The invention of accessible lifts has been life-changing for me. I don’t know who invented them, but I am supremely grateful!
As a person living with joint damage from rheumatoid arthritis, I can no longer ascend stairs or traverse similar obstacles. Without lifts, there would be a lot of places I couldn’t go and activities I could not do!
Sometimes lifts are installed in older buildings to help with navigating stairs in places where the space cannot accommodate a ramp or elevator. I really appreciate these types of places installing lifts to make their spaces accessible for people like me. For example, many old art museums, that I love to visit, have lifts installed. Another place I go to every year is a historic hotel that serves afternoon tea, but without a lift, I wouldn’t be able to enjoy such an experience.
Now a requirement…
In another article, I describe in detail how having a stairlift at my parent’s homemade it newly accessible to me. While at first, it was a convenience to save me the exhaustion of climbing stairs, it is now a requirement for my visits because stairs have become too difficult to manage.
Perhaps the lifts that have brought the greatest change in my life are those installed in swimming pools. As a child, these were virtually nonexistent and I remember my physical therapist having to lift me in and out of the pool for my sessions when I was recovering from my hip and knee replacement surgeries as a teenager.
Ever since I have memory, I have loved going into pools (I’m a Pisces after all!). As a small child, it was no trouble getting help with the steps or the ladder. But as a teenager, who was also weak from a lengthy post-surgical recovery, it was very difficult to use the pool. However, it was the best physical therapy! Once I started these sessions a few times a week, I rapidly gained strength without straining my joints.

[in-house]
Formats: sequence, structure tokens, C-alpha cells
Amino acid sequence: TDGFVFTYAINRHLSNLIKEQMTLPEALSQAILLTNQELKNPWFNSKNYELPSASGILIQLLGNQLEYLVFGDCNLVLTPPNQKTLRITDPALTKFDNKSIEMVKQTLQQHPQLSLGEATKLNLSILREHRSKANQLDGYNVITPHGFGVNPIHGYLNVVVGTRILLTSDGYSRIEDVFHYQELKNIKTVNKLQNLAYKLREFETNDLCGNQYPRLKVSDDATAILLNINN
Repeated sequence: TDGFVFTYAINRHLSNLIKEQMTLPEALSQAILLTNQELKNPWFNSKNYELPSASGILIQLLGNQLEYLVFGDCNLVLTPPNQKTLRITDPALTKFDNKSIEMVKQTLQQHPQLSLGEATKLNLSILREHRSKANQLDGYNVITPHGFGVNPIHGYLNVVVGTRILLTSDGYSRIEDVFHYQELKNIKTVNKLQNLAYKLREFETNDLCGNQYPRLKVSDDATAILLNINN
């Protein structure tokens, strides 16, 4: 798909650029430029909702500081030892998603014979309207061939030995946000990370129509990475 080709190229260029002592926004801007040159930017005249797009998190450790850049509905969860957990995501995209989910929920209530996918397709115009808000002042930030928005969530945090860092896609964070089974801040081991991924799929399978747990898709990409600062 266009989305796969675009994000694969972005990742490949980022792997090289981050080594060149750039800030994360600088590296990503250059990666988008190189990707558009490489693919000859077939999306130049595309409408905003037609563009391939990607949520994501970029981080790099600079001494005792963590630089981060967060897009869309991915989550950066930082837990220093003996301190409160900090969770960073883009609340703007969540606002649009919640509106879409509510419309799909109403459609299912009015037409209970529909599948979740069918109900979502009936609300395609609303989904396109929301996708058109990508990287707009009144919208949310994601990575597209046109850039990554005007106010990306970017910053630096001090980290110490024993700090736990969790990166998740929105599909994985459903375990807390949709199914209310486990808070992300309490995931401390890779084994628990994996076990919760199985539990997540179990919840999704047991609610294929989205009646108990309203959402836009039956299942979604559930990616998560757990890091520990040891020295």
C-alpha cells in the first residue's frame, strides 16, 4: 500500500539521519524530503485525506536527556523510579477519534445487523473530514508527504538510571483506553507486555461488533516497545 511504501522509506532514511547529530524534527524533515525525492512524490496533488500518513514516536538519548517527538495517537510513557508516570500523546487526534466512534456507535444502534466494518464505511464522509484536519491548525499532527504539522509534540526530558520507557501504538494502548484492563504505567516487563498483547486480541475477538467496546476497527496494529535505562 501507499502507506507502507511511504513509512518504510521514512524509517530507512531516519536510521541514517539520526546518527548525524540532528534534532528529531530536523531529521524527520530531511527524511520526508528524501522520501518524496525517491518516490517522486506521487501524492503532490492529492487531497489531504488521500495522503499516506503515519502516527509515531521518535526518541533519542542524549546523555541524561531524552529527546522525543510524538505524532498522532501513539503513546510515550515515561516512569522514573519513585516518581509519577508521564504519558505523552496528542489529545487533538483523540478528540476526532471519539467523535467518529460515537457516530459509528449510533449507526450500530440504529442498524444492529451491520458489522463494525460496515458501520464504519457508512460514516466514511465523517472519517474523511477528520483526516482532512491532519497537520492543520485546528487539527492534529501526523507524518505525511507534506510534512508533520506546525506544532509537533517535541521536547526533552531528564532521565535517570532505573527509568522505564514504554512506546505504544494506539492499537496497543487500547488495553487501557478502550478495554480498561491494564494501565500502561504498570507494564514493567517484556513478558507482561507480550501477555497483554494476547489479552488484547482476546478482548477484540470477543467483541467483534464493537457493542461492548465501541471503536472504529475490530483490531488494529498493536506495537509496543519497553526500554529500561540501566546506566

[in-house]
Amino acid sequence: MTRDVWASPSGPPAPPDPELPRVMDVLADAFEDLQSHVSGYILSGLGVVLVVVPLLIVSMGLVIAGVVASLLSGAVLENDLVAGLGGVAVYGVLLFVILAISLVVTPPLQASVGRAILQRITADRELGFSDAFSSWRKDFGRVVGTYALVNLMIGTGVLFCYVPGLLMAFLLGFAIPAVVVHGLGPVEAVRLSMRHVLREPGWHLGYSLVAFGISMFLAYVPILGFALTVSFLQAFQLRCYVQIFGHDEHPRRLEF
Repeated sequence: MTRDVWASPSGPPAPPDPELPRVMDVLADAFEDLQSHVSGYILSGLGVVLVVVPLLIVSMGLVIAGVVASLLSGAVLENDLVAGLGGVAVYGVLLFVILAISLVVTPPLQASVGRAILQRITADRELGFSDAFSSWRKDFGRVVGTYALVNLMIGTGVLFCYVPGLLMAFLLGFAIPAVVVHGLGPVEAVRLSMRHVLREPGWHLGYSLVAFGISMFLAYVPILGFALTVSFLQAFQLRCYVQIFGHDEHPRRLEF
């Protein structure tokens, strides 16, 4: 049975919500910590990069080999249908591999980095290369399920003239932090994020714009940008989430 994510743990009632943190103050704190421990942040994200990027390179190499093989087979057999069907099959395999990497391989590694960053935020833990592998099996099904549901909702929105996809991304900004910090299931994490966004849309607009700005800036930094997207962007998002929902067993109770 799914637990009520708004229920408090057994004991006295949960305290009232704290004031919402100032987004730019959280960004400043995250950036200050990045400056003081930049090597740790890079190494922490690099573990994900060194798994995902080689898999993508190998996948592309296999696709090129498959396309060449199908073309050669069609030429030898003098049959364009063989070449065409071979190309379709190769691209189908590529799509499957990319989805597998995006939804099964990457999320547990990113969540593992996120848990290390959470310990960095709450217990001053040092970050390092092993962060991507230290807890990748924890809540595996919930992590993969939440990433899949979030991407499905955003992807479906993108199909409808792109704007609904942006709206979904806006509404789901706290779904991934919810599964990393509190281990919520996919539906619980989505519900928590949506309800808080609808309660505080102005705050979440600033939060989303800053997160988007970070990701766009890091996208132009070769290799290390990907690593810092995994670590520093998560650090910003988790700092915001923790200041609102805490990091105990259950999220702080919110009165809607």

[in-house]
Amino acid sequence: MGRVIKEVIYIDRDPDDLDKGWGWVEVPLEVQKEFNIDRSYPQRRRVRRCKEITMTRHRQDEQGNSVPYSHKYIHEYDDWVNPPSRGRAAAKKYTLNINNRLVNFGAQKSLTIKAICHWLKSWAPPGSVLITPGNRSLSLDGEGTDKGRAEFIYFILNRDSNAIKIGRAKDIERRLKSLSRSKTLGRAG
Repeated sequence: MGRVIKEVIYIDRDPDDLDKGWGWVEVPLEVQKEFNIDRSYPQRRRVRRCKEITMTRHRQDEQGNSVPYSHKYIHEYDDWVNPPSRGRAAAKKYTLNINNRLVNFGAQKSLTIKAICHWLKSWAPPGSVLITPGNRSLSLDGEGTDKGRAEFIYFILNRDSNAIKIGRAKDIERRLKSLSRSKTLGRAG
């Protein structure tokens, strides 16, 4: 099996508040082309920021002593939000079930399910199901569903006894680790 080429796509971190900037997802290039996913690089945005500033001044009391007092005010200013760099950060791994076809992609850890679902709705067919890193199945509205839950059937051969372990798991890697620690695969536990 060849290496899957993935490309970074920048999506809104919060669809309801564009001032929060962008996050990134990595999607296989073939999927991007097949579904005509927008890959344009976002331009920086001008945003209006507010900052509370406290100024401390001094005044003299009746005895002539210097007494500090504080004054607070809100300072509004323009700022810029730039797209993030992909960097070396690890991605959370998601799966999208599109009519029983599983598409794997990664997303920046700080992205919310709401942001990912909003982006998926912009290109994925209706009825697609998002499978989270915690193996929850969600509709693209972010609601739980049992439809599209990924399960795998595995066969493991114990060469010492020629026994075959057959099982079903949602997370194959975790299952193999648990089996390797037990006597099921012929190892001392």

If only the pool had a lift!
Now many more pools have accessible lifts—including public facilities and hotels. While the pool I regularly use in my community doesn’t need a lift (it has a ramp instead), I use a pool lift most places we travel. It is such a great thing to be able to continue my preferred physical activity/therapy even when we go out of town.
My husband and I have become experts in lifts! We have never met one that we couldn’t figure out how to operate. Sometimes we even know more than the owners of the lift about the little tricks for how they work.
While I love lifts and their proliferation, there are some that I avoid—namely shady-looking outdoor lifts.
Too many times I have seen them fail or break due to the elements, lack of maintenance, or just plain disrepair. I stay away from lifts that look neglected out of fear that I will either get injured or stuck. But lifts installed indoors and properly maintained can be hugely helpful and reliable tools for improved accessibility and usability.
In places where there is no space or it is impractical to build another accessible solution, lifts are incredibly helpful. While I admit that I prefer a simple ramp because they never break down, lifts can literally open doors to otherwise inaccessible spaces.
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